• Listening: 6.5
    • Speaking: 6.5
    • Reading: 6.5
    • Writing: 6.5
    • Overall: 6.5
  • Submit a criminal record check from the Ministry of Public Safety and Solicitor General, including clearance to work with vulnerable adults (Schedule B).
  • Obtain a satisfactory certificate of health from a physician with a Physician’s Waiver.
  • Provide evidence of clear TB testing prior to acceptance (must be done no more than three months before the start of the program).
  • Note: Evidence of up-to-date immunizations may be required (Pertussis, Diphtheria, Tetanus, Polio, Measles/Mumps/Rubella, Chicken Pox, Hepatitis B, Influenza).
Diploma Requirements
  • 70% average upon successful completion of all courses, including courses given a complete.
* Professional Counsellor was reviewed and approved by the registrar of the Private Training Institutions Branch (PTIB) of the Ministry of Advanced Education, Skills & Training.

Students can expect to complete one to three hours of homework per day.

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Our advisors are happy to answer any questions.

Courses List

This 73 week Diploma program requires the student to complete the following courses.

Strategies for Student Success: This course will provide students with the knowledge, skills, tools, techniques, and strategies to help them to be confident learners.

Counselling as a Profession: Governance: This course introduces students to the role of the Professional Counsellor. Legislation and regulation that inform and guide counselling practice in British Columbia will be examined. The history and philosophy of counselling as a helping profession, scope of practice, and the underlying principles and conceptual underpinnings of the profession, and this program, will be thoroughly explored. Students will be introduced to the role of the practitioner, the roles of interdisciplinary mental healthcare teams, the scope of services delivered, and the organizational and functional structures employed by public and private providers. Students will become familiar with the purpose, principles and methodology of reflective practice.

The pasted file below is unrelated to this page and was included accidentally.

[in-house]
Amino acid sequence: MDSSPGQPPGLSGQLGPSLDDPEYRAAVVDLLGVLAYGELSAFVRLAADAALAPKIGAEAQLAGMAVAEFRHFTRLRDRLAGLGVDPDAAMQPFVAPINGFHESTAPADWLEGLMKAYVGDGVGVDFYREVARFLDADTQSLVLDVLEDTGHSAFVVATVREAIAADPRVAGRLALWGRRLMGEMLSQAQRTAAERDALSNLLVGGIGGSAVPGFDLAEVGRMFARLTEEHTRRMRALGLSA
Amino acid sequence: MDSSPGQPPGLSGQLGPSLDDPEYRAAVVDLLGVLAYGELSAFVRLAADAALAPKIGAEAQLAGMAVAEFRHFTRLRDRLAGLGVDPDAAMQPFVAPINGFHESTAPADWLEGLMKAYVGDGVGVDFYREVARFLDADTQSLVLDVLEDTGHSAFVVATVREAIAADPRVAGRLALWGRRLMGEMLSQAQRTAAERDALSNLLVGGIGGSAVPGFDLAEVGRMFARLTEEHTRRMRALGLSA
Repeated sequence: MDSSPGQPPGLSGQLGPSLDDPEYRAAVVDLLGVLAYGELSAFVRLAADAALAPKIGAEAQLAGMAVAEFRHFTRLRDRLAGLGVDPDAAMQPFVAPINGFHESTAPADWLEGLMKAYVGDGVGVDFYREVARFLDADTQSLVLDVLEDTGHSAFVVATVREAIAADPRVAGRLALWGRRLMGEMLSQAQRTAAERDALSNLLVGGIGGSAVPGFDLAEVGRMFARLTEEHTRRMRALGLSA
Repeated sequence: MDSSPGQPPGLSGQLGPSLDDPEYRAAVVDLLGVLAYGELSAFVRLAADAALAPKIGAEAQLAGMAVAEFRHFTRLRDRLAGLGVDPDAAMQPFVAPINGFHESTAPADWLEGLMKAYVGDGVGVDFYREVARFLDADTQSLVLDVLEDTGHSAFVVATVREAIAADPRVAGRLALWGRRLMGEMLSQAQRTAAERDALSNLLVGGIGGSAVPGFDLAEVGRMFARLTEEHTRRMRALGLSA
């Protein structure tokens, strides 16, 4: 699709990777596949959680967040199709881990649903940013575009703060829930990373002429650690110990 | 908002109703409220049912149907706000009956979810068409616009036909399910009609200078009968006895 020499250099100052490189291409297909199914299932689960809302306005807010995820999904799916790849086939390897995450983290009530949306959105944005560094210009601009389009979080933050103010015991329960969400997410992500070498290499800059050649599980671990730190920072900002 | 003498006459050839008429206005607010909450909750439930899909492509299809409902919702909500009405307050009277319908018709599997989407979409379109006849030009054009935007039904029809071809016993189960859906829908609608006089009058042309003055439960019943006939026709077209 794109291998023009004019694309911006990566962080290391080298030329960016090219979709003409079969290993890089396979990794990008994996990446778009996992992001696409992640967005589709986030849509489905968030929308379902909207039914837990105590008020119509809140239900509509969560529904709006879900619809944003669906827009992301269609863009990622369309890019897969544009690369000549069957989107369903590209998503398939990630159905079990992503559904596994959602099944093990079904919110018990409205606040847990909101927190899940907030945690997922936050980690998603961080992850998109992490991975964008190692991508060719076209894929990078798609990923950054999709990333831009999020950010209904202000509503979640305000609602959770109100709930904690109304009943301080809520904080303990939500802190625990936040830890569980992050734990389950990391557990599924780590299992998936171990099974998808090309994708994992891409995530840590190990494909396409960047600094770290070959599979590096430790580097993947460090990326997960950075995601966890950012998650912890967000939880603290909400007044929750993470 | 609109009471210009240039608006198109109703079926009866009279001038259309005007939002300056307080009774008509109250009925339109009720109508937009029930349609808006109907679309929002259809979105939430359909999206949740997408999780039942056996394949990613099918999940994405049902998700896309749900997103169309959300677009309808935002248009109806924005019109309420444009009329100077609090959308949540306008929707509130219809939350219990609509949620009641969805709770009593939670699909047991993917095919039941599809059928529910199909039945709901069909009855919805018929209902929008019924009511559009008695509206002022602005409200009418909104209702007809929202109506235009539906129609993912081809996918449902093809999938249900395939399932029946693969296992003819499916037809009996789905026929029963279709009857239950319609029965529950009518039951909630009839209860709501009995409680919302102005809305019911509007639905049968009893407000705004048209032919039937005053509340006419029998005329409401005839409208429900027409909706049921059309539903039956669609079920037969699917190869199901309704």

Introduction to Psychopathology: This course will introduce students to the social, political, economic, and/or cultural factors that impact human development and functioning. Students will be introduced to the study of mental disorders including efforts to understand their genetic, biological, psychological and social causes, the evidence base for existing theoretical constructs, categorizations and diagnoses, and to understanding psychiatric illnesses and treatment across the stages of development. Students will become aware of their culturally appropriate responsibilities as a counsellor and will be able to articulate their commitment to understanding clients as complex, multidimensional, social, sexual, and cultural beings.